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A robot, a song and a royal visit: big plans for Joanne O’Riordan

The Cork teen also plans to visit the Philippines, fundraise for college and liaise with Apple and MIT researchers on new technologies.

Image: Steven O'Riordan via Facebook

A SPEECH TO a United Nations technology conference by Joanne O’Riordan was met with such an overwhelmingly positive global response that the Cork teenager may not only get the robot she wants, but also a song penned by a Grammy-award winner and an invite to visit the princess of Saudi Arabia.

Now all she has to do is get One Direction – or someone better – to sing the tune ‘No Limits’ and she’ll be happy.

During that keynote address to the International Telecommunication Union’s conference ‘Girls in Technology’, Joanne issued a major challenge to those in the technology world:

“It’s my wish and challenge to you and to others out there to build me a robot,” she told those attending. “The main thing the robot would be doing is picking up the objects I drop such as a pen, knife, fork, and or my phone.”

This robot would become my hands and legs. So for example, if I was in the sitting room and I needed something from the kitchen, I would love for that robot to get me what I needed. I mean – to be fair – when you’re lazy and sitting down most of you use a remote control because you’re too lazy to get up and manually switch the TV over – and trust me that is lazy. So why can’t I have a robot?

And it looks like she may just get one. Some of the top people in the world of advanced technology have expressed their interest in working with her to develop such a device.

“Researchers at MIT in the US have been on to us,” Joanne’s brother, Steven, told TheJournal.ie. “They have challenged their students to come up with something that would fulfil Joanne’s request.”

Another technology expert in China has proposed making a “transformer-type robot” for the 16-year-old, while Apple have also said they are interested in creating technology that would enable her to carry out more tasks independently.

Joanne and her mother plan on visiting University College Cork this week to discuss plans for future technology projects.

It is now the family’s aim to have this robot – or at least part of it – in place by the time Steven’s documentary, ‘No Limbs No Limits’, about Joanne’s life is released in early 2013.

More travel

Steven has been working on the documentary about Joanne’s life for some time and shot over 30 hours of footage during the trip to New York for the UN conference.

The next part of the film will look to contrast the life of his sister with that of a young boy in the Philippines who has the same rare condition. They are just two of seven people in the whole world who were born with Total Amelia.

Currently, they are trying to work out the logistics of getting Joanne to the country where she would meet Jesus but Steven says there are obviously some difficulties given the difference in development levels between the Philippines and Ireland or America.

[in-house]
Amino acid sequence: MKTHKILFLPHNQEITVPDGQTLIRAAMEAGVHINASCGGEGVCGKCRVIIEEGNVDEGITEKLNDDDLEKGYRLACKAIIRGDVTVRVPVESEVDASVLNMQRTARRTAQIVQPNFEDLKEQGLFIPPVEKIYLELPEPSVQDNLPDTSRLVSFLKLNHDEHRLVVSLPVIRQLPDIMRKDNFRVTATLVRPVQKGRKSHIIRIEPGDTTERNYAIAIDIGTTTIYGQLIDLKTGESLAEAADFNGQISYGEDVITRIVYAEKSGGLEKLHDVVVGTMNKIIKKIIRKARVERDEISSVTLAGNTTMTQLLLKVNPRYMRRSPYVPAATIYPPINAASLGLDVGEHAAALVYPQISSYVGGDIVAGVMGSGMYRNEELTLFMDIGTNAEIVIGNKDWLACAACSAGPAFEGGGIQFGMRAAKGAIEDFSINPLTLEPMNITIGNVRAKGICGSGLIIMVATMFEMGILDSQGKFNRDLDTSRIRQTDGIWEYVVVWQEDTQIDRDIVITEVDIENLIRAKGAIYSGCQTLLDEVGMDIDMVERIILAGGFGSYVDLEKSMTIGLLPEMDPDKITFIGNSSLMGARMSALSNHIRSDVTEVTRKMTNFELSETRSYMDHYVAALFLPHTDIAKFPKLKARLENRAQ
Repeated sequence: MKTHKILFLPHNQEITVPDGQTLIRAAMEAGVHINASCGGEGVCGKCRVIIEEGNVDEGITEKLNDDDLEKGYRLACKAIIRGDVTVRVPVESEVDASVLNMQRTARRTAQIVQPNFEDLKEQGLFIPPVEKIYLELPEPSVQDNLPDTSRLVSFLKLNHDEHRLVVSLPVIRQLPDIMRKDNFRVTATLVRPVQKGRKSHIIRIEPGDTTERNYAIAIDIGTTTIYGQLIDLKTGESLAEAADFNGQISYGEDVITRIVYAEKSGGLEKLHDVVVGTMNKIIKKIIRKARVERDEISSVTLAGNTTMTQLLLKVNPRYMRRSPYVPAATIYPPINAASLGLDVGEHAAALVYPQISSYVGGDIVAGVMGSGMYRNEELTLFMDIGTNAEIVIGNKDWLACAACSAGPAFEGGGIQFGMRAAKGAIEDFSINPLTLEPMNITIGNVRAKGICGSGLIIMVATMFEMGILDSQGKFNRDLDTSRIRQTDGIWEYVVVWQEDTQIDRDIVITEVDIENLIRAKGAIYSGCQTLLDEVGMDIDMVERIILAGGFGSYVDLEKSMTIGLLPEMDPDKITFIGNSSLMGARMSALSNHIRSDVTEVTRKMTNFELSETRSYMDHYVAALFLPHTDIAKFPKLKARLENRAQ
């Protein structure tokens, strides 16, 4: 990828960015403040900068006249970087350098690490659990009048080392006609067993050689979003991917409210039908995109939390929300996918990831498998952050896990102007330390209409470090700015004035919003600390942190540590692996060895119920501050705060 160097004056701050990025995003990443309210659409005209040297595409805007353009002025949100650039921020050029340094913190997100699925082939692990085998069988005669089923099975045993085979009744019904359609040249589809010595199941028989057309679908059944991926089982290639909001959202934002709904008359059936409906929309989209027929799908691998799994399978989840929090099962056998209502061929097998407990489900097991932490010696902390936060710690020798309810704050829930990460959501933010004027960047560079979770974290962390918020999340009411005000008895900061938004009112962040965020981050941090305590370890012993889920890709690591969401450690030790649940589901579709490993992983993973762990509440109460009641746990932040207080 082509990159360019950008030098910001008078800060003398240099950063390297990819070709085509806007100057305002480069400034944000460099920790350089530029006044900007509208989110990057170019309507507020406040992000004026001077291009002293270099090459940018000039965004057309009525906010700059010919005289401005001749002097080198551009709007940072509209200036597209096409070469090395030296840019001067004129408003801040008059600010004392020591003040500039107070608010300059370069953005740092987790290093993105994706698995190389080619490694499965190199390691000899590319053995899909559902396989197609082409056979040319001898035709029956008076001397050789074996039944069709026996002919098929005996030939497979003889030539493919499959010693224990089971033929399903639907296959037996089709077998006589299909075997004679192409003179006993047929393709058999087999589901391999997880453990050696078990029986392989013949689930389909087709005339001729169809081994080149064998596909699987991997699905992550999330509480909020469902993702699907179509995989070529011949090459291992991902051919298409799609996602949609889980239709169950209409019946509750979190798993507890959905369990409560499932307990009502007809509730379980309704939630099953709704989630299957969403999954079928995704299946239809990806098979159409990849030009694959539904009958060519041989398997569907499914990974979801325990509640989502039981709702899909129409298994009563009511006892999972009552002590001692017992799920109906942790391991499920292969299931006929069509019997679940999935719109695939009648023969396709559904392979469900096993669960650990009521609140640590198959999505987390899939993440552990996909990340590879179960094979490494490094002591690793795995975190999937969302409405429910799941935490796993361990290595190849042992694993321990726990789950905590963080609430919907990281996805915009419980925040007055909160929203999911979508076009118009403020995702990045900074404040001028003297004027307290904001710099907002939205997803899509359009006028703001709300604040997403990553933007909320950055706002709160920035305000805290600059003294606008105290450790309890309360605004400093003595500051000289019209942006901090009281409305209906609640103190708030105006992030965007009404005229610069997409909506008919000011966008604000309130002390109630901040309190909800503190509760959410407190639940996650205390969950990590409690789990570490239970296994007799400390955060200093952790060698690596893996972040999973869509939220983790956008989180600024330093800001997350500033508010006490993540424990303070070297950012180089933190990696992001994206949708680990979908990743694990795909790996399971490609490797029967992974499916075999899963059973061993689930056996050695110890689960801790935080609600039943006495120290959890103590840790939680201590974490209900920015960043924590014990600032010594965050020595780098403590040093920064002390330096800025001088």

They are hoping to travel by July but Joanne also wants to pass through Saudi Arabia to honour an invitation from the princess there.

Joanne had a chance meeting a princess of Saudi Arabia last month in NYC.

Steven told TheJournal.ie that amidst all the excitement of the past two weeks, he continues work filming and editing Joanne’s story “so an even wider audience can see and hear her”.

He now believes that the documentary will be premiered as a cinematic experience – probably in the Cork Opera House – in early 2013.

Grammy-award winner Julie Gold has penned a song for the soundtrack but the family hopes releasing it as a single will also help Joanne raise money for her college education.

To help boost sales, Gold – who is best known for writing the Bette Midler track From a Distance – and the O’Riordans are hoping to pin down a global star to sing the track.

A massive One Direction fan, Joanne had originally pitched the idea to Niall Horan and Co. but the band may be too busy on their American tour to commit to anything in the short term.

The teenager will have to turn to somebody else on her Top 20 list. “Hopefully whoever misses out will be really jealous,” jokes Steven, before adding that they want a truly renowned artist so the song is “worthy of its subject matter”.

“Realistically, it could cost up to €100,000 to €200,000 for her third-level education,” Steven explained. “When you take into account travel, board, books and other things to do it right – to make sure she has everything she needs. We don’t want to rely on the Government and we want to be able to do something where more than just us benefit.”

When the song is released as a charity single, the proceeds will be divided between Joanne’s own education fund and two charities that have special significance to her – the ISPCA and Pieta House.

She wanted to give a portion to mental health services in Ireland after receiving two separate letters from people who had thoughts about suicide but were “touched by her story and positive outlook”.

Joanne has been inundated with letters of support and gratitude from people all over the world since appearing before the women in technology conference last month.

Steven said that some offer encouragement and support, while others are from people with various disabilities who thanked her for giving them a voice.

“The reaction has been immense and completely unexpected,” said Steven.

An instant hit with her audience, there were over 2.5 million people tweeting about the event after her speech on 26 April. The O’Riordan family have thanked everyone who was involved in making Joanne’s trip to New York City for the ITU conference “really special”.

More: ‘Build me a robot’: Irish teen’s challenge to tech community>

IN FULL: Joanne O’Riordan’s speech at United Nations conference >

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